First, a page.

Electric violinist Hugh Marsh’s impressively varied list of collaborations includes projects with Bruce Cockburn, Bauhaus’s Peter Murphy, Mary Margaret O’Hara, Iggy and The Stooges, the film scores of Hans Zimmer and Harry Gregson-Williams, and—most recently—recordings with Joseph Shabason and Jon Hassell. It was the latter who instigated the oblique strategy behind Marsh’s latest solo release: to spontaneously compose one piece of music every day for six months, all completed before 10 a.m. The results of this sunrise exercise are every bit as wide-ranging as Marsh’s credits, showcasing the vast sonic possibilities of his electronically processed strings and bow.
The origin of Violinvocations resides in Marsh's travelling from Toronto to Los Angeles for an unrelated project before learning of its cancellation. Having recently ended a long-term relationship, he decided to remain for a sojourn with Hassell during his downtime. The attendant displaced feelings may explain the mournful sound of “I Laid Down In The Snow,” opening the album with washes of static and gorgeous wraithlike shimmers. The ghosts are soon replaced by something even stranger. “Miku Murmuration” takes its title from an effect pedal emulating anime pop star Hatsune Miku, whose Vocaloid cries return to haunt “Da Solo Non Solitaro.” On “Thirtysix Hundred Grandview,” Marsh travels from plucky pizzicatos to Hassell-style fourth-world fantasias, before “A Beautiful Mistake” dive-bombs into an orchestra pit of alien Hendrix riffs.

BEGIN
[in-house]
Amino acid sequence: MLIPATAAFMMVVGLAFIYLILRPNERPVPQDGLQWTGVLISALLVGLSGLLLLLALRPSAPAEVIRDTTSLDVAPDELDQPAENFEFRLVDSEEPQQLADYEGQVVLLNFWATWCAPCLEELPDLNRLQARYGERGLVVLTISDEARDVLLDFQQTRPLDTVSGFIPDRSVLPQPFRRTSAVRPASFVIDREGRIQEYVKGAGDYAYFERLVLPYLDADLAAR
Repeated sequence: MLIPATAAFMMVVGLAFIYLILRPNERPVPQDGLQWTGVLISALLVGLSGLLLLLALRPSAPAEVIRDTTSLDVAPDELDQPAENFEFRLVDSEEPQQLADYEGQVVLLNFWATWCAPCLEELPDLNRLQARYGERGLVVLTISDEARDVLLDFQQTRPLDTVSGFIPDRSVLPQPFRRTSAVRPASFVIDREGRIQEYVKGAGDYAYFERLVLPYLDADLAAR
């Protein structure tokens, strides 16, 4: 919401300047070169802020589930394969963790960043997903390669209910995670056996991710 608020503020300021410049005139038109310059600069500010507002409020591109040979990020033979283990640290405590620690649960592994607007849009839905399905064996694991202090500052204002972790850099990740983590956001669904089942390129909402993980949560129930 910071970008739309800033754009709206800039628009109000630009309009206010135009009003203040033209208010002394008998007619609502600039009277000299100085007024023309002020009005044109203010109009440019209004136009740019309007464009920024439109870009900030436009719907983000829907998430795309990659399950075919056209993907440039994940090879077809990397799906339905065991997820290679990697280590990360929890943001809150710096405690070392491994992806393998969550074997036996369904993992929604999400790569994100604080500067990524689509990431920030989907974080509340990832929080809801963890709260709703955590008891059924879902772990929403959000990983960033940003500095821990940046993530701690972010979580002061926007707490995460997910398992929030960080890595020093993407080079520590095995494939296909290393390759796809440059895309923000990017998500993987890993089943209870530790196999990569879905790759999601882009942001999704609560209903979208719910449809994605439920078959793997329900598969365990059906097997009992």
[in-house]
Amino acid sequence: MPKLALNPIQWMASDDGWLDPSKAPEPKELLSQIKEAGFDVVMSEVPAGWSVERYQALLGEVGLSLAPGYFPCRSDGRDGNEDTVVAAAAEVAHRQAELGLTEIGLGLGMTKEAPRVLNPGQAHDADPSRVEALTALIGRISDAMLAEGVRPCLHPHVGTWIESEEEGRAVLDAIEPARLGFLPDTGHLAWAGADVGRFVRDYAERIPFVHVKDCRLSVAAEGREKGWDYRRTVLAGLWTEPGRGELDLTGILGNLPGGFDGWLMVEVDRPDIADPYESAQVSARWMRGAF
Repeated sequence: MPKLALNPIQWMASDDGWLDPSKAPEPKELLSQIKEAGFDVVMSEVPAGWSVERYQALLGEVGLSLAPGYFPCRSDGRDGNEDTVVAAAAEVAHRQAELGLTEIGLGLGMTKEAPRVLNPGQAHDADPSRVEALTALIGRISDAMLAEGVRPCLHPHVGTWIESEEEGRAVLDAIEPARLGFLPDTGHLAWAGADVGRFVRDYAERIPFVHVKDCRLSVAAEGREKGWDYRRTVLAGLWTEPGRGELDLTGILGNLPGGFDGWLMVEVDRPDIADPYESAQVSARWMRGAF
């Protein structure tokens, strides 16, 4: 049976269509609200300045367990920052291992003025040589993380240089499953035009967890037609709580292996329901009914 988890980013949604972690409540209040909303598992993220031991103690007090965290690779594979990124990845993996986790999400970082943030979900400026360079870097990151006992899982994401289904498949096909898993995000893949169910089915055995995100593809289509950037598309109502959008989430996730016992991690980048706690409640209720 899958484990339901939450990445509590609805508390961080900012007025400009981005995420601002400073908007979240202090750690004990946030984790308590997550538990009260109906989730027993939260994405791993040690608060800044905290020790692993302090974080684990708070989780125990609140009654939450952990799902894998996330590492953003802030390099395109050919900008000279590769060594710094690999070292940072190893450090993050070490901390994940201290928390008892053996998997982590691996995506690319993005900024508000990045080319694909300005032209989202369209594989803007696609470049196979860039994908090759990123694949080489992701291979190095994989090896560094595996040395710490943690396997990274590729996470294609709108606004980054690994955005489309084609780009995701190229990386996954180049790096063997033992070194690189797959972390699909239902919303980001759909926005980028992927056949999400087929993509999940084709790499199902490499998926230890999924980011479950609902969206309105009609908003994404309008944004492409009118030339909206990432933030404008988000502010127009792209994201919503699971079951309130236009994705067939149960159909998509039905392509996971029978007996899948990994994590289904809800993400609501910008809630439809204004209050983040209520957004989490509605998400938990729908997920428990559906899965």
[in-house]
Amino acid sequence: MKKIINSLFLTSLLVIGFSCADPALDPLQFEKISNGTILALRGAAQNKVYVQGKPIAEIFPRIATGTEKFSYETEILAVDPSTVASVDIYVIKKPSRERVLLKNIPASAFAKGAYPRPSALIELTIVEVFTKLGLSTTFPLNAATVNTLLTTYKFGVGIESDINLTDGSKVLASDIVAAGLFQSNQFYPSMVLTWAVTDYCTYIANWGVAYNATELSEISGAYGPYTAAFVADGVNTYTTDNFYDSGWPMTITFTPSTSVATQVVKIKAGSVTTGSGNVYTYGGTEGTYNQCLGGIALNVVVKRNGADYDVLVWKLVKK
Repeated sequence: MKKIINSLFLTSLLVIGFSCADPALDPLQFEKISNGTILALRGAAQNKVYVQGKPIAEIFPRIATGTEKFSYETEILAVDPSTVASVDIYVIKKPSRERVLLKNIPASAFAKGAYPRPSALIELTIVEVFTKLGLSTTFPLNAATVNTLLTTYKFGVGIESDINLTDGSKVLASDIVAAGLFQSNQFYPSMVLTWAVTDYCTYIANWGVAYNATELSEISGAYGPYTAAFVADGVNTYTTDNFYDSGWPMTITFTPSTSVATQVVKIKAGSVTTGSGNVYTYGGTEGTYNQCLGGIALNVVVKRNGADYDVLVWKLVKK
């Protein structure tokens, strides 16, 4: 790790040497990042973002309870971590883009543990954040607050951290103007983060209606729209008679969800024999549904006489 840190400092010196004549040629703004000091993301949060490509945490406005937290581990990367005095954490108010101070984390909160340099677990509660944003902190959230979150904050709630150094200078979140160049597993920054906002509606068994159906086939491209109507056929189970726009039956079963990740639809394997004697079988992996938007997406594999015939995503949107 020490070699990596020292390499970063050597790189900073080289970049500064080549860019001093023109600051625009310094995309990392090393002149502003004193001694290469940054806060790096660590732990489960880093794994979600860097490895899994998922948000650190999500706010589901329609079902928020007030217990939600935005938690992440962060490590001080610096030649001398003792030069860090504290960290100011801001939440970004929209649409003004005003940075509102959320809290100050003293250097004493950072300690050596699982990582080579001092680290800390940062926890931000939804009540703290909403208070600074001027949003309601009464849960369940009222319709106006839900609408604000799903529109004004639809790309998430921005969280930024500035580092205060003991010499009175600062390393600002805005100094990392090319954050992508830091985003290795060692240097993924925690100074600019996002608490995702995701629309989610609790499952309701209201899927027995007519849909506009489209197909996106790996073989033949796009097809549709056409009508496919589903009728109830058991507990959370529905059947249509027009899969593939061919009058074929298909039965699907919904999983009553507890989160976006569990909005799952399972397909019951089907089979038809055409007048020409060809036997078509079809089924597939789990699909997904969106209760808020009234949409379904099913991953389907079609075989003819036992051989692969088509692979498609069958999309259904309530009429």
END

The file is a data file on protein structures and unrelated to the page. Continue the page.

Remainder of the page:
The heartrending “She Will” returns to earth with the only song fully recognizable as the album’s titular instrument, dedicated to Marsh’s mother, who tragically passed away shortly after its completion. Though the tracks stretch past nine minutes, these juxtapositions of lovelorn instrumental laments and playful sound sculpting don’t rest in one place for long, which is fitting for a man of Marsh’s singularly sweeping vocation.